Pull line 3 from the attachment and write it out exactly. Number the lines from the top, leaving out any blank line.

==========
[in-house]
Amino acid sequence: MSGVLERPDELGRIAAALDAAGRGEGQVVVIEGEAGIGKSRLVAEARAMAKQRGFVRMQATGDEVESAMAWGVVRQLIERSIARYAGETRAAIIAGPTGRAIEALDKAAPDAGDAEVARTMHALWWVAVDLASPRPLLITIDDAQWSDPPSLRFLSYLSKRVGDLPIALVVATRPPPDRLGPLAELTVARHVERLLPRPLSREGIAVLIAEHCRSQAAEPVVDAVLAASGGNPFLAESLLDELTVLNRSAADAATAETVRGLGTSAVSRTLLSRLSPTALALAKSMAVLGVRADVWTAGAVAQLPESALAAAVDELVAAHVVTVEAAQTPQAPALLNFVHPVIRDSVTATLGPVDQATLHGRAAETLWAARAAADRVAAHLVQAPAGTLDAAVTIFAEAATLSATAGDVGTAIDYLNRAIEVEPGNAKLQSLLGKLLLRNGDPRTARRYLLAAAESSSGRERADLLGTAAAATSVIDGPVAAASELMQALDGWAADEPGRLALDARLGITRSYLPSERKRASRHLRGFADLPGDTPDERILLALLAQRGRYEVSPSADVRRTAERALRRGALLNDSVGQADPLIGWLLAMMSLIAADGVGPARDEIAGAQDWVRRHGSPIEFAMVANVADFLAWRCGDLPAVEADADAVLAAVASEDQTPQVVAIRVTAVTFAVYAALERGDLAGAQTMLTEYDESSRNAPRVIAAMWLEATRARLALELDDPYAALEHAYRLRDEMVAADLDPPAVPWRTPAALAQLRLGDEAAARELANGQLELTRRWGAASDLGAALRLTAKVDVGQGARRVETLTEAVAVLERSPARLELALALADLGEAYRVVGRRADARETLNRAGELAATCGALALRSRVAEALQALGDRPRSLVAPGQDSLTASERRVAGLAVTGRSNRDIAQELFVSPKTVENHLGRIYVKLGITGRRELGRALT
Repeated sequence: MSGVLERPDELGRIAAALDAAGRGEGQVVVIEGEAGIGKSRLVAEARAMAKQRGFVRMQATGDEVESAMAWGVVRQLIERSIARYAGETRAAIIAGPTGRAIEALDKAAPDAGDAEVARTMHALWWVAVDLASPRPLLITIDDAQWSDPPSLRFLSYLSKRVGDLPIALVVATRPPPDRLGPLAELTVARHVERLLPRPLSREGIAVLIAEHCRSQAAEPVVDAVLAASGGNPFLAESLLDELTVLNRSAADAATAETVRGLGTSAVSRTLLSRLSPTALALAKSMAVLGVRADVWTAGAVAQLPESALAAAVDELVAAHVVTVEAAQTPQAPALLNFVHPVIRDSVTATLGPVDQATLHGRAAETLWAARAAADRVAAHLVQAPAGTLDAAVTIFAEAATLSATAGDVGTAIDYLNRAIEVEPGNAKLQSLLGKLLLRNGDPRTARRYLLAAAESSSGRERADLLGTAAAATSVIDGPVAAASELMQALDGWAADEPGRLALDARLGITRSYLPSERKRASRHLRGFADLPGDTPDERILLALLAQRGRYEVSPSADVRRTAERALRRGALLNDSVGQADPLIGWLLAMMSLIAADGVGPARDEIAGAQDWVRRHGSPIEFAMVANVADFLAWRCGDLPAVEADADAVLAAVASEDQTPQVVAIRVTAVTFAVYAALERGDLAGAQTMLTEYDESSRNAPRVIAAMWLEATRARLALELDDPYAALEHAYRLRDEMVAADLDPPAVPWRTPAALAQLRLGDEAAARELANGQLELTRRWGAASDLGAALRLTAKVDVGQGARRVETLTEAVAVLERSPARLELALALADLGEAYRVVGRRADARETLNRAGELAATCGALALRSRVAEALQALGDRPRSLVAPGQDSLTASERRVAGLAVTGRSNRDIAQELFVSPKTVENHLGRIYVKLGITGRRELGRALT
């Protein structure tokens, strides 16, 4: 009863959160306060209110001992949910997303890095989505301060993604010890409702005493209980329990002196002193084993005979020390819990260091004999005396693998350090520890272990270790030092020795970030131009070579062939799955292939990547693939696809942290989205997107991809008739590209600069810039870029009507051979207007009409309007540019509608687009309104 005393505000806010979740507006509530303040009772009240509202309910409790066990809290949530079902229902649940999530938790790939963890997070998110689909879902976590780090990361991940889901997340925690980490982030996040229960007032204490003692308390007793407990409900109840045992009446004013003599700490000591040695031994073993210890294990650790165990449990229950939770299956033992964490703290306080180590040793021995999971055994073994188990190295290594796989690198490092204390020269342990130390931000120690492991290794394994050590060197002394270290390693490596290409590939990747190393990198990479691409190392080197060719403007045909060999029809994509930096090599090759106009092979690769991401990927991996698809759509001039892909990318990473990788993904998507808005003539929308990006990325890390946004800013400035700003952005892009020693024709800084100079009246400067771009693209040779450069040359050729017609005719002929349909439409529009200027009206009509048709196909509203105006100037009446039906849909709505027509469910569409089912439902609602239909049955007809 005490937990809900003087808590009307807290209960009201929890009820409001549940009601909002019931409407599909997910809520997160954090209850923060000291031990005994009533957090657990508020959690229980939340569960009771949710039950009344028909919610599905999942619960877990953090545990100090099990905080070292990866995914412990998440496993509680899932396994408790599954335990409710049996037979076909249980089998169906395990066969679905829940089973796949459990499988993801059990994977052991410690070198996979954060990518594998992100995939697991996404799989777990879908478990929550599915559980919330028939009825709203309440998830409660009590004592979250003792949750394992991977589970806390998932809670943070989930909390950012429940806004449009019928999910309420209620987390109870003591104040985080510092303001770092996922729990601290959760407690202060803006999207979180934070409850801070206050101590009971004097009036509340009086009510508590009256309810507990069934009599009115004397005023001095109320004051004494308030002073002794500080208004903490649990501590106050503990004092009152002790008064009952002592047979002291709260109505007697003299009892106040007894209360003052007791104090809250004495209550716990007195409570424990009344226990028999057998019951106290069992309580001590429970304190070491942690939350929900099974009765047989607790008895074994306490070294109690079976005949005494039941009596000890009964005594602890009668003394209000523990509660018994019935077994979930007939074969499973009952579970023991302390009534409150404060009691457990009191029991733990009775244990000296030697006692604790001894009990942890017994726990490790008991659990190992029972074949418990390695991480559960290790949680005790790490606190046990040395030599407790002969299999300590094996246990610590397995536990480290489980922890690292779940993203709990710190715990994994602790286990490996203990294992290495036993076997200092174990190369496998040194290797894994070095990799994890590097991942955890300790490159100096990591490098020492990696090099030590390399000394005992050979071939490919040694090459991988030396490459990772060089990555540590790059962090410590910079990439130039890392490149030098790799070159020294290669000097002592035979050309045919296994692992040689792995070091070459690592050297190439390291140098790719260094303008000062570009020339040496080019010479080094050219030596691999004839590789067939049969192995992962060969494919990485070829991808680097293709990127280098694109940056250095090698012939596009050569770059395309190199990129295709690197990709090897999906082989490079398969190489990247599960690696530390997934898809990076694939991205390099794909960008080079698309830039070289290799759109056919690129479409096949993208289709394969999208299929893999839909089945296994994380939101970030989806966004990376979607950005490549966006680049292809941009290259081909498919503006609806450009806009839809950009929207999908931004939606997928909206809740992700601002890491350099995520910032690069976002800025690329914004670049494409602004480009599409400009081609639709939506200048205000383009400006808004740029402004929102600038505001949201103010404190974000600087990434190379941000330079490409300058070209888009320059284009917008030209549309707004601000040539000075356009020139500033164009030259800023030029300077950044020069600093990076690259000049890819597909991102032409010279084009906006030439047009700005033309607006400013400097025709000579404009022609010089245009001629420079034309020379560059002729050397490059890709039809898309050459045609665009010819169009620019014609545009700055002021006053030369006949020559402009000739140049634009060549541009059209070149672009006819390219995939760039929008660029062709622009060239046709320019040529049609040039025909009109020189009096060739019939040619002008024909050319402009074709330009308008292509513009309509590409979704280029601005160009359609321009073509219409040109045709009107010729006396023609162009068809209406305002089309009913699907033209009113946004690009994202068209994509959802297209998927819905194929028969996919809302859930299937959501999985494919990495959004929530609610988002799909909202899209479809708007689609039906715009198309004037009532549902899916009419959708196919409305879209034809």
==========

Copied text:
Repeated sequence: MSGVLERPDELGRIAAALDAAGRGEGQVVVIEGEAGIGKSRLVAEARAMAKQRGFVRMQATGDEVESAMAWGVVRQLIERSIARYAGETRAAIIAGPTGRAIEALDKAAPDAGDAEVARTMHALWWVAVDLASPRPLLITIDDAQWSDPPSLRFLSYLSKRVGDLPIALVVATRPPPDRLGPLAELTVARHVERLLPRPLSREGIAVLIAEHCRSQAAEPVVDAVLAASGGNPFLAESLLDELTVLNRSAADAATAETVRGLGTSAVSRTLLSRLSPTALALAKSMAVLGVRADVWTAGAVAQLPESALAAAVDELVAAHVVTVEAAQTPQAPALLNFVHPVIRDSVTATLGPVDQATLHGRAAETLWAARAAADRVAAHLVQAPAGTLDAAVTIFAEAATLSATAGDVGTAIDYLNRAIEVEPGNAKLQSLLGKLLLRNGDPRTARRYLLAAAESSSGRERADLLGTAAAATSVIDGPVAAASELMQALDGWAADEPGRLALDARLGITRSYLPSERKRASRHLRGFADLPGDTPDERILLALLAQRGRYEVSPSADVRRTAERALRRGALLNDSVGQADPLIGWLLAMMSLIAADGVGPARDEIAGAQDWVRRHGSPIEFAMVANVADFLAWRCGDLPAVEADADAVLAAVASEDQTPQVVAIRVTAVTFAVYAALERGDLAGAQTMLTEYDESSRNAPRVIAAMWLEATRARLALELDDPYAALEHAYRLRDEMVAADLDPPAVPWRTPAALAQLRLGDEAAARELANGQLELTRRWGAASDLGAALRLTAKVDVGQGARRVETLTEAVAVLERSPARLELALALADLGEAYRVVGRRADARETLNRAGELAATCGALALRSRVAEALQALGDRPRSLVAPGQDSLTASERRVAGLAVTGRSNRDIAQELFVSPKTVENHLGRIYVKLGITGRRELGRALT